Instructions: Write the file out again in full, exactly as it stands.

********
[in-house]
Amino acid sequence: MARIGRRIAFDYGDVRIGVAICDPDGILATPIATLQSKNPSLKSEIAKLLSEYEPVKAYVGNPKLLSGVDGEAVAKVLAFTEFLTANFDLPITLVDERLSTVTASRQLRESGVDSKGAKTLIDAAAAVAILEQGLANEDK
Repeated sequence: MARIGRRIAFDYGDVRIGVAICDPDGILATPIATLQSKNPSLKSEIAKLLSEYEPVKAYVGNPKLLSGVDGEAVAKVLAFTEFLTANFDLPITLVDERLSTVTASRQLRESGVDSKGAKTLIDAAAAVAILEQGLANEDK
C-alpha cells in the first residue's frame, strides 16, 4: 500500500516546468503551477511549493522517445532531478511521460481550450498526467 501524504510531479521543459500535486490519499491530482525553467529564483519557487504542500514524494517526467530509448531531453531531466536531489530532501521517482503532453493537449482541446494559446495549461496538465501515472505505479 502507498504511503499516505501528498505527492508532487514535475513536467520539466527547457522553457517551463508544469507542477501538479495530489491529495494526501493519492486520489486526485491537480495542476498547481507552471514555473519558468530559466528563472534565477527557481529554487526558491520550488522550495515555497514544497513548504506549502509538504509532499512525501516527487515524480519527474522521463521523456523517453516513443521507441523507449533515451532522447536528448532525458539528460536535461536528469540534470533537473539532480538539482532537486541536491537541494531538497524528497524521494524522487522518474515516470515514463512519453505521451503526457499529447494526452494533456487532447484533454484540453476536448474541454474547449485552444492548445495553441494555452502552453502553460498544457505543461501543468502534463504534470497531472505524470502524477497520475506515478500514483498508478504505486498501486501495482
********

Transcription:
[in-house]
Amino acid sequence: MARIGRRIAFDYGDVRIGVAICDPDGILATPIATLQSKNPSLKSEIAKLLSEYEPVKAYVGNPKLLSGVDGEAVAKVLAFTEFLTANFDLPITLVDERLSTVTASRQLRESGVDSKGAKTLIDAAAAVAILEQGLANEDK
Repeated sequence: MARIGRRIAFDYGDVRIGVAICDPDGILATPIATLQSKNPSLKSEIAKLLSEYEPVKAYVGNPKLLSGVDGEAVAKVLAFTEFLTANFDLPITLVDERLSTVTASRQLRESGVDSKGAKTLIDAAAAVAILEQGLANEDK
C-alpha cells in the first residue's frame, strides 16, 4: 500500500516546468503551477511549493522517445532531478511521460481550450498526467 501524504510531479521543459500535486490519499491530482525553467529564483519557487504542500514524494517526467530509448531531453531531466536531489530532501521517482503532453493537449482541446494559446495549461496538465501515472505505479 502507498504511503499516505501528498505527492508532487514535475513536467520539466527547457522553457517551463508544469507542477501538479495530489491529495494526501493519492486520489486526485491537480495542476498547481507552471514555473519558468530559466528563472534565477527557481529554487526558491520550488522550495515555497514544497513548504506549502509538504509532499512525501516527487515524480519527474522521463521523456523517453516513443521507441523507449533515451532522447536528448532525458539528460536535461536528469540534470533537473539532480538539482532537486541536491537541494531538497524528497524521494524522487522518474515516470515514463512519453505521451503526457499529447494526452494533456487532447484533454484540453476536448474541454474547449485552444492548445495553441494555452502552453502553460498544457505543461501543468502534463504534470497531472505524470502524477497520475506515478500514483498508478504505486498501486501495482